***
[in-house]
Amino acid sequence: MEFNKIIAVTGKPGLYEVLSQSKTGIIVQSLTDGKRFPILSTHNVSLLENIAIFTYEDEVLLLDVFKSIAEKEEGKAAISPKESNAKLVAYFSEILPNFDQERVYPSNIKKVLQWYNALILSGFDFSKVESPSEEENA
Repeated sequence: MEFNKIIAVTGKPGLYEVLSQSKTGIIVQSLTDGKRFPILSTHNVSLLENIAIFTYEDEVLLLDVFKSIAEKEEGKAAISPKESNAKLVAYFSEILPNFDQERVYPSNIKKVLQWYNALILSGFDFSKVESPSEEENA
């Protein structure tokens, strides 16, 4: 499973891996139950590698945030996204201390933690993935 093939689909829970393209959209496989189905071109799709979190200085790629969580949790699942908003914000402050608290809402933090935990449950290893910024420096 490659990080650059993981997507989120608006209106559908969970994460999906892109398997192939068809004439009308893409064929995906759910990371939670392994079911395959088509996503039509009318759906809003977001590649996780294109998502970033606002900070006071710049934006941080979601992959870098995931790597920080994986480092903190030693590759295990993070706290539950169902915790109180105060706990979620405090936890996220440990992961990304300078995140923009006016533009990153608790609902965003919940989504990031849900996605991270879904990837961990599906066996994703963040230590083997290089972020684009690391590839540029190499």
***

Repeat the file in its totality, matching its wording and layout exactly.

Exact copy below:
[in-house]
Amino acid sequence: MEFNKIIAVTGKPGLYEVLSQSKTGIIVQSLTDGKRFPILSTHNVSLLENIAIFTYEDEVLLLDVFKSIAEKEEGKAAISPKESNAKLVAYFSEILPNFDQERVYPSNIKKVLQWYNALILSGFDFSKVESPSEEENA
Repeated sequence: MEFNKIIAVTGKPGLYEVLSQSKTGIIVQSLTDGKRFPILSTHNVSLLENIAIFTYEDEVLLLDVFKSIAEKEEGKAAISPKESNAKLVAYFSEILPNFDQERVYPSNIKKVLQWYNALILSGFDFSKVESPSEEENA
């Protein structure tokens, strides 16, 4: 499973891996139950590698945030996204201390933690993935 093939689909829970393209959209496989189905071109799709979190200085790629969580949790699942908003914000402050608290809402933090935990449950290893910024420096 490659990080650059993981997507989120608006209106559908969970994460999906892109398997192939068809004439009308893409064929995906759910990371939670392994079911395959088509996503039509009318759906809003977001590649996780294109998502970033606002900070006071710049934006941080979601992959870098995931790597920080994986480092903190030693590759295990993070706290539950169902915790109180105060706990979620405090936890996220440990992961990304300078995140923009006016533009990153608790609902965003919940989504990031849900996605991270879904990837961990599906066996994703963040230590083997290089972020684009690391590839540029190499």